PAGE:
Showing posts with label Daiso. Show all posts
Showing posts with label Daiso. Show all posts

02 May 2016

Daiso's Fountain Pens

Daiso, the Wikipedia says, is a franchise of 100-yen shops original from Hiroshima, in Japan. This company is present in a number of countries including US, Canada and Australia.

Among the many products present on the Daiso’s shelves we can always find some fountain pens. On this Chronicle I will describe some recent examples. All of them cost JPY 100, plus tax.

This picture taken in 2010 shows a number of inexpensive pens present in the Japanese market. Among them, some of the pens marketed by Daiso analyzed on this Chronicle.

1. Daiso Mini, ca. 2008. This was a small pen to be used posted. It uses Sailor cartridges, but it has no room for the regular Sailor converter. The nib is made of stainless steel and carries no engraving at all.

Daiso Mini.

Daiso Mini's nib, shared with the Regular model.

2. Daiso Regular, ca. 2008. This is the sister pen of the Daiso Mini. It is a regular size pen and accepts a converter. Section and nib are identical –and interchangeable – on both pens. This model could be found in black and in red.

Daiso Regular in red.

3. Sailor Ink Pen, ca. 2008. This is the cheapest Sailor fountain pen in recent years. It is a regular size pen that uses Sailor-proprietary cartridges and converter. The nib is labeled as F-4, is made of stainless steel, and is not tipped.

The Sailor Ink Pen, now discontinued.

The untipped F-4 nib of the Sailor Ink Pen.

4. Platinum Riviere. I saw this pen at Daiso shops back in 2008 and it is still available. Again, this is a cartridge-converter (Platinum proprietary) pen with steel nib. The nib is engraved with the platinum logo and the nib point—M. It is tipped and the pen is a smooth writer. Several colors --at least, black, blue and red— have existed, but lately only black seems to be available.

The Platinum Riviere in blue.

The Platinum nib of a 100-yen pen.

5. Daiso metal pen, ca. 2015 on. The latest arrival is this all metal pen save for the section. It implements a steel nib and uses international cartridges and converters. This pen is available in grey and white.

The non-branded fountain pens on sale at Daiso's shops nowadays.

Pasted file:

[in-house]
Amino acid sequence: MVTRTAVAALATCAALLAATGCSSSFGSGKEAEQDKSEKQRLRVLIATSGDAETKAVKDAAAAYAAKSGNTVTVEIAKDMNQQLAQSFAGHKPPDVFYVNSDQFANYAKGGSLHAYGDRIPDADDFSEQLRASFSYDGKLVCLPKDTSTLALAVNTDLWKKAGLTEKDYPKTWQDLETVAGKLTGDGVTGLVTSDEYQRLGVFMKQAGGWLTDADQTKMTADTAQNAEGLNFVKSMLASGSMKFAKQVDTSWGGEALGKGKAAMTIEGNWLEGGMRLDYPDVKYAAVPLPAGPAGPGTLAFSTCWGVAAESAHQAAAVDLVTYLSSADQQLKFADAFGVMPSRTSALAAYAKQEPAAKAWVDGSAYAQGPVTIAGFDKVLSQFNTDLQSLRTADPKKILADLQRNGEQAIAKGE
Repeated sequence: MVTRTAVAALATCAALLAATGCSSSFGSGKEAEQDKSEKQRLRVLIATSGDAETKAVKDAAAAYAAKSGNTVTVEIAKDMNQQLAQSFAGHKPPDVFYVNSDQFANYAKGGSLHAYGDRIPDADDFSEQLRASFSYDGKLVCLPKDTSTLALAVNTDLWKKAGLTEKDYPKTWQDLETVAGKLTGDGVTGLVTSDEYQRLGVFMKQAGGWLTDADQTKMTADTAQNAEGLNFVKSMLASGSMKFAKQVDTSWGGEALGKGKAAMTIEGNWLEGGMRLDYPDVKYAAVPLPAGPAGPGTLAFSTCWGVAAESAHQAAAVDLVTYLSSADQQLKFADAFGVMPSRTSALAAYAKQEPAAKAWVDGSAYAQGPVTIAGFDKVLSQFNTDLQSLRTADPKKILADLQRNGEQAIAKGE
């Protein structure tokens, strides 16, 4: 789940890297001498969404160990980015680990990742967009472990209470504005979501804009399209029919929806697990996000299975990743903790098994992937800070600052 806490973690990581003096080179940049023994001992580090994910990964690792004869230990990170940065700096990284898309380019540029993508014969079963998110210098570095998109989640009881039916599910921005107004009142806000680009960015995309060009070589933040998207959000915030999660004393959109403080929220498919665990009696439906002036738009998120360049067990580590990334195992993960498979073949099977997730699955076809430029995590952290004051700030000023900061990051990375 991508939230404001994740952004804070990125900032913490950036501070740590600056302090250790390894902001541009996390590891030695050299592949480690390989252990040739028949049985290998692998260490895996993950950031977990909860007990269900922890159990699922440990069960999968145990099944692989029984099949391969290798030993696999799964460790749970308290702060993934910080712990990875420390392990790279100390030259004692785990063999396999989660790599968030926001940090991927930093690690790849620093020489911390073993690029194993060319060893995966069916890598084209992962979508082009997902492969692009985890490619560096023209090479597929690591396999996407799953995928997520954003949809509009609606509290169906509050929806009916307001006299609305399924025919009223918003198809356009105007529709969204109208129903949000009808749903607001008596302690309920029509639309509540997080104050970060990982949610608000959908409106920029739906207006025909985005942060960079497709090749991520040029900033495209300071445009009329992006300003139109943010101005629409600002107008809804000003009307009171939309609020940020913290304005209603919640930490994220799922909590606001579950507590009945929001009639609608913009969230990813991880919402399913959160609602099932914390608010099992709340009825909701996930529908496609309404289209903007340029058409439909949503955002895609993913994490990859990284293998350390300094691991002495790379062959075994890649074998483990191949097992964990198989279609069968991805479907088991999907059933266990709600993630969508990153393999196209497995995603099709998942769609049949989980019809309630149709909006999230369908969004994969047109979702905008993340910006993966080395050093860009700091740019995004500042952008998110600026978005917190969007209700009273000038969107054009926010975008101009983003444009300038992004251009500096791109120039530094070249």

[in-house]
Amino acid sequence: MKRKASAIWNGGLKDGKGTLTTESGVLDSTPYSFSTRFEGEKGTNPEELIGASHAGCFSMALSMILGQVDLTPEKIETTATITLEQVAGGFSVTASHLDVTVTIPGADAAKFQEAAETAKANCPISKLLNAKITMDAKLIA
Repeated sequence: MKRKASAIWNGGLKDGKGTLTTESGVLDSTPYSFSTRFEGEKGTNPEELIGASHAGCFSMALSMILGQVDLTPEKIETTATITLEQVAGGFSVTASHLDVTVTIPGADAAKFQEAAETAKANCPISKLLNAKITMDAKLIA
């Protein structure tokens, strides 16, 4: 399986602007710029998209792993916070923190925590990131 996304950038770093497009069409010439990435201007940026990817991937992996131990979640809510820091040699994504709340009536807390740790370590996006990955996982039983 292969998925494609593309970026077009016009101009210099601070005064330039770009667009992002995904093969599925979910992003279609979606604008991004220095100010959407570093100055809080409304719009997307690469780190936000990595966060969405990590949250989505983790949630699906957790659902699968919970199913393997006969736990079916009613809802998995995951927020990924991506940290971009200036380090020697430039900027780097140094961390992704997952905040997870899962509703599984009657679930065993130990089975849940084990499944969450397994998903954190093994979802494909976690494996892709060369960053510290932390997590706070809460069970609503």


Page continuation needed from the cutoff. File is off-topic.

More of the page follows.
Not much information is provided by the nib itself.

This last pen is, by far, the most attractive of those here described. On the other end we encounter the Sailor Ink Pen, whose untipped nib made it a bit tricky to use for the novice.

In any event, these Daiso pens show that there are refillable pens in the market for less than a US dollar or a Euro.

Pelikan M800 – Tomiya Tomikei blue (by Sailor)

Bruno Taut
Nakano, April 30th, 2016
etiquetas: Daiso, mercado, Japón, Sailor, Platinum.

04 July 2010

Low Cost

Fountain pens can be inordinately expensive. And there are indeed pens that did not seem to be thought as writing utensils but as ornaments and status symbols.

On the other end there are a number of inexpensive pens. Unfortunately, they are often ignored. The picture shows a selection of these inexpensive pens. There might be many others—these I show I could buy them easily without going out of my way.

Low cost pens.

Starting from the left, the first three are Pilot Petit 1. The catalog price (MSRP) is JPY 315 including taxes. They are available in fourteen different colors in cartridges that are specific for these pens. No converter can be used on them. Very smooth writers.

Pilot's Petit 1. It uses the same nib as the disposable V-pen/Varsity pen.

Then comes the Sailor Ink Pen. This is available in 100-yen shop chain called Daiso. It uses Sailor cartridges and converters. The nib is not tipped and this makes it to write a bit like a stub. Smooth writer.

The untipped nib of the Sailor Ink Pen.

The long read and the short black have no brand other than “Produced for Daiso Japan”, written in both English and Japanese. These pens accept Sailor cartridges. The short one, however, does not have room for the converter.

The tipped nib of a 100-yen Daiso pen.

Their quality is not consistent. The first one I tried was very smooth. But I lost it –big loss!— and the next one was a more deficient pen.

The short blue and green pens are basically the same as the black Daiso save for the detail of using international cartridges. This pen also comes in other colors—red, black. The price is the same —JPY 105—, and it can be found in some 100-yen shops other than Daiso.

The Platinum Preppy –here shown in red, yellow, and violet— costs JPY 210. It uses regular Platinum cartridges and converters. This pen's nib can be either F (0.3 mm) or M (0.5 mm). They are nice writers with very reliable flow, but not as smooth as the Petit 1. Their size, however, gives the Preppy a great advantage in terms of comfort.

Platinum Preppy's medium nib and feed.

With time, the cap develops some cracks making the pen impossible to close. Those unhappy with this problem can opt for the newly released Platinum Plaisir (as of July 2010)—same nib in an anodized aluminum body. Hopefully more durable, although the price is five times higher.

Platinum Riviere.

The last two pens are Platinum Riviere. These are available from Daiso shops for JPY 105. They have smooth M nibs, although different from those in the Preppy. These are on the dry side. Riviere uses Platinum cartridges and converters.

Cheap pens in a 100-yen shop. From left to right: Platinum cartridges in red; Daiso's short pen (Mini); three Platinum Riviere in different colors; disposable pens in three colors; Daiso's full size pens in black and red; and red ink cartridges for these Daiso pens (Sailor compatible).

Sometimes I wonder… er... Well, I’ll leave it at this point.

(Nakaya Aka-tamenuri – Platinum Brown)

Bruno Taut
(Inagi, July 3, 2010)
[labels: Pilot, Platinum, Sailor, Japón, Daiso]